Universiteit Leiden

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Book and Digital Media Studies (MA)

About the programme

The Book and Digital Media Studies programme provides you with in depth knowledge of the history of the book (manuscript and print) and theories and practices within the field of publishing and textual media. You will graduate with detailed knowledge of the most relevant issues and important academic skills in the field of Book Studies.

The master’s programme in Book and Digital Media Studies is taught across two semesters and comprises compulsory courses, elective courses and the writing of an MA thesis.

Semester one

The aim of the first semester is to prepare you for the specialisations that you will choose during your second semester. This part of the programme provides a solid basis and introduction to the field, conceptually, empirically and practically, via six elementary courses. 

Semester two

During your second semester you choose two from the following specialisations:

  • History of the Book;
  • Contemporary Academic Publishing;
  • Digital Access to Cultural Heritage;
  • Text and Data Mining in the Humanities.

The second part of the second semester is spent writing your MA thesis.

The programme offers four specialisations:

Specialisation 1: Digital Access to Cultural Heritage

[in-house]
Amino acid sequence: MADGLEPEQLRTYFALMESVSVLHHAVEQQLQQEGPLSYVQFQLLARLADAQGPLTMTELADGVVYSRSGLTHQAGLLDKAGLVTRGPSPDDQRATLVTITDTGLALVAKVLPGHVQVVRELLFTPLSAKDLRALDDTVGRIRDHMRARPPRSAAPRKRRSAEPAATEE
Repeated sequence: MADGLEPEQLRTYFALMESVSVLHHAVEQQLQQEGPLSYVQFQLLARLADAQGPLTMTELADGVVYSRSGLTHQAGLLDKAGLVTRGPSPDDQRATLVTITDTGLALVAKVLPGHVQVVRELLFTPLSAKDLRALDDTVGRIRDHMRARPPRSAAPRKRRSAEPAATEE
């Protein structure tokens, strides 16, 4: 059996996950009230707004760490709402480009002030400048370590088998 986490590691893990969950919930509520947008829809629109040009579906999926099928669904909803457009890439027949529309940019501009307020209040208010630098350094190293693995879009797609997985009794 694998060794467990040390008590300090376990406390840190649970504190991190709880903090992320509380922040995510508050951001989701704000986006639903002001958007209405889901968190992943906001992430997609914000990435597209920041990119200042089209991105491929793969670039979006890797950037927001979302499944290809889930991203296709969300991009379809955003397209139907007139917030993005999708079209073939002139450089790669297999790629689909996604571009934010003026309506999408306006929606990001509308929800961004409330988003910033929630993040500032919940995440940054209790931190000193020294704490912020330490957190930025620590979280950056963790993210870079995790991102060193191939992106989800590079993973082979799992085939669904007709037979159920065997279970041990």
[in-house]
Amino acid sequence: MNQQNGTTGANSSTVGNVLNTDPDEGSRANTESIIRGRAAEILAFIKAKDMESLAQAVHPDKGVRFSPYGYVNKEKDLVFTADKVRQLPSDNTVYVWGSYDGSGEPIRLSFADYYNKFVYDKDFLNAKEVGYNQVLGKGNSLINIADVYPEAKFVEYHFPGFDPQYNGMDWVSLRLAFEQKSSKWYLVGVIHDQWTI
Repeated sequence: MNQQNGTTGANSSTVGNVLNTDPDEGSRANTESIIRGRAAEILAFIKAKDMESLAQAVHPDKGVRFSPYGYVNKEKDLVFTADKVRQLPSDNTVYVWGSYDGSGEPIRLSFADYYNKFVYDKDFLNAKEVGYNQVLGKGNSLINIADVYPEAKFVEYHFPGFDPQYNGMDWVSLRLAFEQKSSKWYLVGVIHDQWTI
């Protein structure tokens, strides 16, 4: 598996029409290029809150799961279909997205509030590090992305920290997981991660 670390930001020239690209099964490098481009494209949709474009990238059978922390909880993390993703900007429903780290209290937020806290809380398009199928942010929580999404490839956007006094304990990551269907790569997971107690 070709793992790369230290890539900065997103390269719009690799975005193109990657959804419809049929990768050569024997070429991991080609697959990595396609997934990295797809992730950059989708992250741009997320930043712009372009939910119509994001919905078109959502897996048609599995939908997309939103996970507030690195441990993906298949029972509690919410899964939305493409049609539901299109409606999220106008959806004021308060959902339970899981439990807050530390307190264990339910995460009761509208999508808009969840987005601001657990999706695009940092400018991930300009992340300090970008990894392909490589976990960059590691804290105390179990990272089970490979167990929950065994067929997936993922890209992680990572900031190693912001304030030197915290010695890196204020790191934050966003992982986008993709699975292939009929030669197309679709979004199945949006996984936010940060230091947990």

In Digital Access to Cultural Heritage, you focus on the ways and means of making cultural heritage digitally accessible. In this course, you address such issues as the challenges and possibilities for exhibiting special collections and knowledge domains in knowledge centres. Special emphasis is placed on the interaction between the providers and the users of digital information. We cooperate Leiden University Library and the Dutch National Library (KB) in The Hague on this subject.

Specialisation 2: History of the Book

In History of the Book, you explore different aspects of the history of textual communication through the medium of the printed word. We study a range of subjects from the role of publishers, booksellers and readers, to the interchange between book and society and developments in the physical appearance of books. You will conduct research using the rich primary sources contained in the special collections of libraries and archives in Leiden and elsewhere, in combination with secondary literature.

Specialisation 3: Contemporary Academic Publishing

In Contemporary Academic Publishing, you will look at the wider role and meaning specifically of academic publishing in society. The whole publishing chain is covered, from the work of authors through to the activities of publishing houses to retailers and customers. You will study new trends in publishing arising from the introduction of digital technology.

Specialisation 4: Text and Data Mining in the Humanities

In Text and Data Mining in the Humanities, you will study the history, policies, principles and practice connected to digital text and data processing systems. You will receive hands‑on experience in text techniques and in data visualisation, within the framework of the ongoing evolution of digital technology.

To get an impression of possible topics, see the recent MA theses listed below.

  • Gloria Moorman, Discovering Rome through Joan Blaeu’s Admiranda Urbis Romae: The Creation of the Town Atlas of Rome (Amsterdam, 1663) in the Light of Italian-Dutch Relationships in the Seventeenth Century. Online version.